The international journey of the COVID-19 coronavirus will not resume for three years, warns the boss of Flight Center

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The travel industry will take three years to rebound from the COVID-19 pandemic and will never be the same again with forced testing before and after the flights.

Flight Center CEO Graham ‘Skroo’ Turner said how quickly the rebound in the domestic industry will depend on government policy on Wednesday.

Turner said that replacing two-week travel quarantines with forced coronavirus tests before and after flights was one way to quickly increase travel levels.

“It is really up to the government to decide these kinds of things, and if it relaxes the restrictions, it will come back soon enough,” Turner told ABC radio.

A woman is tested for coronavirus after leaving a flight. Pre- and post-flight tests will replace quarantine, says Flight Center CEO Graham Turner

“Maybe 18 months to two years (international travel) could return to 70%, but it will probably take three years to return to pre-COVID levels. “

Currently, overseas travelers arriving in Australia and many other countries are required to self-finance a two-week quarantine period at a hotel.

Turner believes quarantine discourages people from traveling and says that travelers’ pre-testing and then re-testing at entry could be implemented instead.

“I think the protocols will soon be at the stage where they are likely to be as safe as a two-week quarantine in a hotel,” he said.

Flight attendants wearing PPE on a Qatar Airways plane. Turner said it will take the travel industry three years to bounce back from the COVID-19 pandemic

Flight attendants wearing PPE on a Qatar Airways plane. Turner said it will take the travel industry three years to bounce back from the COVID-19 pandemic

Flight Center has cut approximately 16,000 employees worldwide since the pandemic started earlier this year.

Other major tourism players, such as Virgin and Qantas, have also been forced to lay off thousands of workers while thefts are grounded.

Turner called on the federal government to either continue the JobKeeper industry wage subsidy program or launch a new program to help it stay afloat.

“I think it will be necessary not only for travel, but also for airlines and all tourism operators … otherwise hundreds of thousands of jobs will be lost,” he said.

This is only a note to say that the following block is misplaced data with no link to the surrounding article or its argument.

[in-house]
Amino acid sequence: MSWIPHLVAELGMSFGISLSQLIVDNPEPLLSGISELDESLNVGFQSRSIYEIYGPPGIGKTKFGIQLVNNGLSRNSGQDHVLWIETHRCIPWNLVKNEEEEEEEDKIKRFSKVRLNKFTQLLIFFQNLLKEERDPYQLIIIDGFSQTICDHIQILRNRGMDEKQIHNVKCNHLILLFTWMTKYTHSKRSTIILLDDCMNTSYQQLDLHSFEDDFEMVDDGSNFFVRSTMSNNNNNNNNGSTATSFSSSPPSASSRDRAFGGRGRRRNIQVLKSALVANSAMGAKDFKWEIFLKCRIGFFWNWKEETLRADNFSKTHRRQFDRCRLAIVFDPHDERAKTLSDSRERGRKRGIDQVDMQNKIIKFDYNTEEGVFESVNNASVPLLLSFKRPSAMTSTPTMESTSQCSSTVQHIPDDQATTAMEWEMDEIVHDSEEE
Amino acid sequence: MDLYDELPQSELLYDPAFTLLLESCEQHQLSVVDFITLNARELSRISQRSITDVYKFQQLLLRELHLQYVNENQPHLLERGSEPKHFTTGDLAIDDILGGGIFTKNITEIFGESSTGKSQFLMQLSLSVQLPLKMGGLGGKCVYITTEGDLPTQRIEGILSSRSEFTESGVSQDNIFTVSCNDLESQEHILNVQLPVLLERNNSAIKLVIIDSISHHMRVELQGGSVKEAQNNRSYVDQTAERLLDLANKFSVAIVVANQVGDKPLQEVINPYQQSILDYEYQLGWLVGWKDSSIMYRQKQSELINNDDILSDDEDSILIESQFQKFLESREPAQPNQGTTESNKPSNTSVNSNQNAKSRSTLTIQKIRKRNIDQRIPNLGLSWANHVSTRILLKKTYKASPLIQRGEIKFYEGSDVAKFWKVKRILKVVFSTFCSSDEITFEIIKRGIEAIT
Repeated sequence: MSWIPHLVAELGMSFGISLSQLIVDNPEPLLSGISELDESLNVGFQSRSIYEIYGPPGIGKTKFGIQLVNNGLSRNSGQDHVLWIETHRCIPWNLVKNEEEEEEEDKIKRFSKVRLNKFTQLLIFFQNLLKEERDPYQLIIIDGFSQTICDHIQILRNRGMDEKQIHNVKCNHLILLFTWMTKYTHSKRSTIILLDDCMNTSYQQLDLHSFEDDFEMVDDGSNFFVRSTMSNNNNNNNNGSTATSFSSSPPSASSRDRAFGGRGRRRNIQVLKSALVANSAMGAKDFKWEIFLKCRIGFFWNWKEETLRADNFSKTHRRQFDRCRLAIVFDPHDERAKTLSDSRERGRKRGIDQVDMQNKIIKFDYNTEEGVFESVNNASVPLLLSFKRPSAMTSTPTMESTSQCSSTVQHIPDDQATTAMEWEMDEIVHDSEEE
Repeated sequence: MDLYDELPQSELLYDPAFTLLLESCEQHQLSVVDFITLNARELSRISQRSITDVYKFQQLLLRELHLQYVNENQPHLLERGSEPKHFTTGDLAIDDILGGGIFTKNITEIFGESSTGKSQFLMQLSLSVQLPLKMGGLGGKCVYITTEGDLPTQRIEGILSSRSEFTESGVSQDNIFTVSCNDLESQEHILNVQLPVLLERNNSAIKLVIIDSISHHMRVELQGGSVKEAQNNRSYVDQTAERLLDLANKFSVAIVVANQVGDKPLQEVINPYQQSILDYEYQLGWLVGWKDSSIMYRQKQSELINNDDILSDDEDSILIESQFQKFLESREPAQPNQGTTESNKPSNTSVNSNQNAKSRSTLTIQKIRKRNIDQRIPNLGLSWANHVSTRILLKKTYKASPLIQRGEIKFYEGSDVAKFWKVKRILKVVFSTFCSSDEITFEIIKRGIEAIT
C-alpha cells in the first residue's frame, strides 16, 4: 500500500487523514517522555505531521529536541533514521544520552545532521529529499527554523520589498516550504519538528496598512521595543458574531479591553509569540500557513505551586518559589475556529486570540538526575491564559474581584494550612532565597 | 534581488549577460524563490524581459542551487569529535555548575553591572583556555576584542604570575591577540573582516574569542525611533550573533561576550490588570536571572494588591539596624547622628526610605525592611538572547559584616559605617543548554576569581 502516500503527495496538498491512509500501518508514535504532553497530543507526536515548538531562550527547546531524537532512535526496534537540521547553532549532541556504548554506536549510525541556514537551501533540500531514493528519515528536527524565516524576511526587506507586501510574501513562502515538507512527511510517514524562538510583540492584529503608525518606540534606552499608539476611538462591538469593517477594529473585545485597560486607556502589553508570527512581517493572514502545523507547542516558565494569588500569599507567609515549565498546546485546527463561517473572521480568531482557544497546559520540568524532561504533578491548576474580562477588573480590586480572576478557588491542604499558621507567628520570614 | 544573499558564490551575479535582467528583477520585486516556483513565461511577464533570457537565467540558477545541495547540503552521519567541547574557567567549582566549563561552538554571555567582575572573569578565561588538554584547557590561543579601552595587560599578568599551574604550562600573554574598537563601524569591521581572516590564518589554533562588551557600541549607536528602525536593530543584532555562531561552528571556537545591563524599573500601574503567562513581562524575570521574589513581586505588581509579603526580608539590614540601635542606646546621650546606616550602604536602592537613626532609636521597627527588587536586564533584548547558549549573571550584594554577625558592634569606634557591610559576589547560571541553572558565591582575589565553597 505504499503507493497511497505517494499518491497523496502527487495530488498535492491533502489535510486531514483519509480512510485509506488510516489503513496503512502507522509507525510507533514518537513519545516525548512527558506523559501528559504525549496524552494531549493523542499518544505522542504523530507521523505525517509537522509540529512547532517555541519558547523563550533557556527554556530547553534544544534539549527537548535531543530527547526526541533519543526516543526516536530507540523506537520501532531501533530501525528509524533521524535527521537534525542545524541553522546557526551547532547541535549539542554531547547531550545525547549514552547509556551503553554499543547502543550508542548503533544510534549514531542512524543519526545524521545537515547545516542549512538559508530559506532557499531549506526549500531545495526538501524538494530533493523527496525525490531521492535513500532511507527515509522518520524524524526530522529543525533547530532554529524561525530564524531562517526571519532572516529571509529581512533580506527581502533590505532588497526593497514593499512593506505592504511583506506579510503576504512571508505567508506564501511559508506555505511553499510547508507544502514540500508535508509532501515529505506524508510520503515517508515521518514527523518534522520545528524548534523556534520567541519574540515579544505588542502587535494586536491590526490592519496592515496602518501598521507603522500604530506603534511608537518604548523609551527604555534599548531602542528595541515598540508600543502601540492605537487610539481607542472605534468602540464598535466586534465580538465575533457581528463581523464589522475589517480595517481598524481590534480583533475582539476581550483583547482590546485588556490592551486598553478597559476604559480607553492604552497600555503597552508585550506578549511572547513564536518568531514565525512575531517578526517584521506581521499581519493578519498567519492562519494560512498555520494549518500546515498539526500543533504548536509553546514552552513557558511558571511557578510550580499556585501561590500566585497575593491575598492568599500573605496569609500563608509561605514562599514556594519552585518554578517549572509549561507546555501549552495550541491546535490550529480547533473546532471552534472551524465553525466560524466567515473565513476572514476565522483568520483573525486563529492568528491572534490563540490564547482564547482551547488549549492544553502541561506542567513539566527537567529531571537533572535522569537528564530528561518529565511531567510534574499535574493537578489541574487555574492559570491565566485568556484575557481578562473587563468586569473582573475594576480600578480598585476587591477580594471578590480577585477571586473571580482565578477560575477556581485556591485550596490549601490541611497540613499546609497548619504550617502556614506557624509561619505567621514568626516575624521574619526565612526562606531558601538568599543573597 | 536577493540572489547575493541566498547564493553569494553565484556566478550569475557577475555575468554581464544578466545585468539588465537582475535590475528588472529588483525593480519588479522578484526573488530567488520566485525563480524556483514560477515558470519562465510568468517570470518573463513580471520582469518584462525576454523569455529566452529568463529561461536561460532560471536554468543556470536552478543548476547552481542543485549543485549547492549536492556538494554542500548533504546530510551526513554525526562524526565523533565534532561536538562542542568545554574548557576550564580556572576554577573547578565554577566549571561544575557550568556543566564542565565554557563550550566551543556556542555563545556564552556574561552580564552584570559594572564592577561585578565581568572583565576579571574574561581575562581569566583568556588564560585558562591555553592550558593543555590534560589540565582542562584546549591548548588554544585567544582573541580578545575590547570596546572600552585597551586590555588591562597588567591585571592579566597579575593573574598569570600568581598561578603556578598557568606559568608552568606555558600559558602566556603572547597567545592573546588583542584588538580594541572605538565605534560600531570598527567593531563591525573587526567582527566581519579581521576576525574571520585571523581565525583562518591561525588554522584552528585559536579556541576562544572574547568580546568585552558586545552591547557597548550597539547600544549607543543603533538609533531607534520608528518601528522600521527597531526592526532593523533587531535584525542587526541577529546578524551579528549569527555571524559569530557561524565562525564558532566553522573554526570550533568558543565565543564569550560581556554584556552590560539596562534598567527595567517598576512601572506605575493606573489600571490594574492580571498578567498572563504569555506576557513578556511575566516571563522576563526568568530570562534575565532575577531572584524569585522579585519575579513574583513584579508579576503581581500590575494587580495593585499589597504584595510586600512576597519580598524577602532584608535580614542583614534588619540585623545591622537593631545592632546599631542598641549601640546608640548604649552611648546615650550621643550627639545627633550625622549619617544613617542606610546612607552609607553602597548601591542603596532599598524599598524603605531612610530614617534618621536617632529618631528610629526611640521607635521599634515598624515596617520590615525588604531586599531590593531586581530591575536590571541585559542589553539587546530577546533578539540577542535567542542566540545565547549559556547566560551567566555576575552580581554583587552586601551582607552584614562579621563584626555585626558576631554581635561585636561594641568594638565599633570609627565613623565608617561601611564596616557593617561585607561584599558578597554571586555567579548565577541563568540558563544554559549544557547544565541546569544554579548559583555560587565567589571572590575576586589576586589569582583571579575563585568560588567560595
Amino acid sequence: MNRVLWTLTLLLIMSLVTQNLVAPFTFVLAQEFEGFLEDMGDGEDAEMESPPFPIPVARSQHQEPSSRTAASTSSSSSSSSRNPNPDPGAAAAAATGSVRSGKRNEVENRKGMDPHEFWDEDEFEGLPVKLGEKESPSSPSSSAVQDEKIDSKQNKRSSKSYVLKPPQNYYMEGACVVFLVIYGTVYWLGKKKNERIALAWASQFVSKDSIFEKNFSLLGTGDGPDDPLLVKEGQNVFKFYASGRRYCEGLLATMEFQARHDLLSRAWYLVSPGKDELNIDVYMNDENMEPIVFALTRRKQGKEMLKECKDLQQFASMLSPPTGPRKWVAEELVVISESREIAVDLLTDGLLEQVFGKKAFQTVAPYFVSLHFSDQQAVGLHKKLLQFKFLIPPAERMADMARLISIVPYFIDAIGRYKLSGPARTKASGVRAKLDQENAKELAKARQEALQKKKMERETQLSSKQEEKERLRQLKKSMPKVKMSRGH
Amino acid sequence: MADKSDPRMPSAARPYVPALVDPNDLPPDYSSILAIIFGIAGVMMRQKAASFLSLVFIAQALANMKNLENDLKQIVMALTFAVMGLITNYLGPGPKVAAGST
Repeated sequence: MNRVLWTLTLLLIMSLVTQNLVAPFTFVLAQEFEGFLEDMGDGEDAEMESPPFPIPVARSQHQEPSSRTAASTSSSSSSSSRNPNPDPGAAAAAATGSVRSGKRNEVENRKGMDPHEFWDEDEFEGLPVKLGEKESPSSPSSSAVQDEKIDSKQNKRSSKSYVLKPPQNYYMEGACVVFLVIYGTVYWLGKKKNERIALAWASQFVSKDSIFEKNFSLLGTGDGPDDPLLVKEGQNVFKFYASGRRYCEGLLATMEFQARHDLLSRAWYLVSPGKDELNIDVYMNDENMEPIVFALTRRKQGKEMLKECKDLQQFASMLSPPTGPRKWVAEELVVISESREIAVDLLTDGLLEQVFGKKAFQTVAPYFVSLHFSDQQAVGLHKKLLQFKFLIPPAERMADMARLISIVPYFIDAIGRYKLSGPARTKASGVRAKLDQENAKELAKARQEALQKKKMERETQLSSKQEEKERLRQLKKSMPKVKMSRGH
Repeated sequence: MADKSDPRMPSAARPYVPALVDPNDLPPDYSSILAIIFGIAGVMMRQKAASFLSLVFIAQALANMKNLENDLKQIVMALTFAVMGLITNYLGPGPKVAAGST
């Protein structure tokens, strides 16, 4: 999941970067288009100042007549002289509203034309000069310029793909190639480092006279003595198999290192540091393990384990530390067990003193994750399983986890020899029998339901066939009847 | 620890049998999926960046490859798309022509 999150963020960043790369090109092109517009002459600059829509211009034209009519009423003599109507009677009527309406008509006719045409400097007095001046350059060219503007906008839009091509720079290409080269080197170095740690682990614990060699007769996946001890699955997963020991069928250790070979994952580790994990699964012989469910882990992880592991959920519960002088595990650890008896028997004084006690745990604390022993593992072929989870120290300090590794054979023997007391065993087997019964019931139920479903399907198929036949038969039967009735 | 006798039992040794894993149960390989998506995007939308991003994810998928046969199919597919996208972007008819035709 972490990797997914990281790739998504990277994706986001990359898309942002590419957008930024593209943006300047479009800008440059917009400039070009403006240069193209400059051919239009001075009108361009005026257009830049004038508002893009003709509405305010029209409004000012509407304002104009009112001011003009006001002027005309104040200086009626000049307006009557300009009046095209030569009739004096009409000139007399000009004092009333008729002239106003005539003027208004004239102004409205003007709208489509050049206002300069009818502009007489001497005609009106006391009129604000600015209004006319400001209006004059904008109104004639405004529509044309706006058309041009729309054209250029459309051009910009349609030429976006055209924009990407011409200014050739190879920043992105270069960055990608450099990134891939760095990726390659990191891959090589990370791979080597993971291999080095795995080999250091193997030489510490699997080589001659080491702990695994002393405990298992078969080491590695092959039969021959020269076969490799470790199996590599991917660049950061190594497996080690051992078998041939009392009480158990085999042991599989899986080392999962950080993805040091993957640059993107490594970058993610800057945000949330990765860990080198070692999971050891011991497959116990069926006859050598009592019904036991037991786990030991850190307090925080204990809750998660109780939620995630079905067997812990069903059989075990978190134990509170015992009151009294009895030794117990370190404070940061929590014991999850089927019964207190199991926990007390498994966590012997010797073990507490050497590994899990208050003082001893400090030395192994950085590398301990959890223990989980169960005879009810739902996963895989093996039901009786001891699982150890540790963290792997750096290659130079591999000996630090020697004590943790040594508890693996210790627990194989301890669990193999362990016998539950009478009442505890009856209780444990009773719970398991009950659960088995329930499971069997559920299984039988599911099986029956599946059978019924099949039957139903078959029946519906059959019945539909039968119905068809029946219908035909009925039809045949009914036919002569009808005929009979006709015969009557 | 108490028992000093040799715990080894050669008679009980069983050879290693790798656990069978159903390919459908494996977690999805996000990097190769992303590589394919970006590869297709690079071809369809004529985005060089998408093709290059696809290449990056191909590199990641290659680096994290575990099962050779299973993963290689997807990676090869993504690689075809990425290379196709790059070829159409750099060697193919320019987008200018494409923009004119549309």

Turner’s forecast for the travel industry comes after the cancellation of the first “trans-Tasman travel bubble” flights between Australia and New Zealand

Turner (photo) called on the federal government to either continue the JobKeeper industry wage subsidy program or launch a new program to help it stay afloat.

Turner (photo) called on the federal government to either continue the JobKeeper industry wage subsidy program or launch a new program to help it stay afloat.

The first flight over the Tasman Sea was scheduled to leave Canberra for Wellington on Tuesday, but was canceled after the rapid increase in community-transmitted infections in Victoria, with the state recording 64 new cases on Tuesday.

Canberra Airport General Manager Stephen Byron said NCA NewsWire flights will now be scheduled for the end of July.

“The nature of the return of the virus to Melbourne, as well as continuing discussions with the Australian and New Zealand governments, have led to flight delays,” he said.

Byron said 4,000 travelers have expressed interest in crossing the Tasman.

“People want to travel between Australia and New Zealand, people want to go home, both ways, and they want to do it without quarantine,” he said.

Qantas planes landed at Sydney Airport. The airline recently laid off 6,000 workers while Flight Center laid off 16,000 employees worldwide

Qantas planes landed at Sydney Airport. The airline recently laid off 6,000 workers while Flight Center laid off 16,000 employees worldwide

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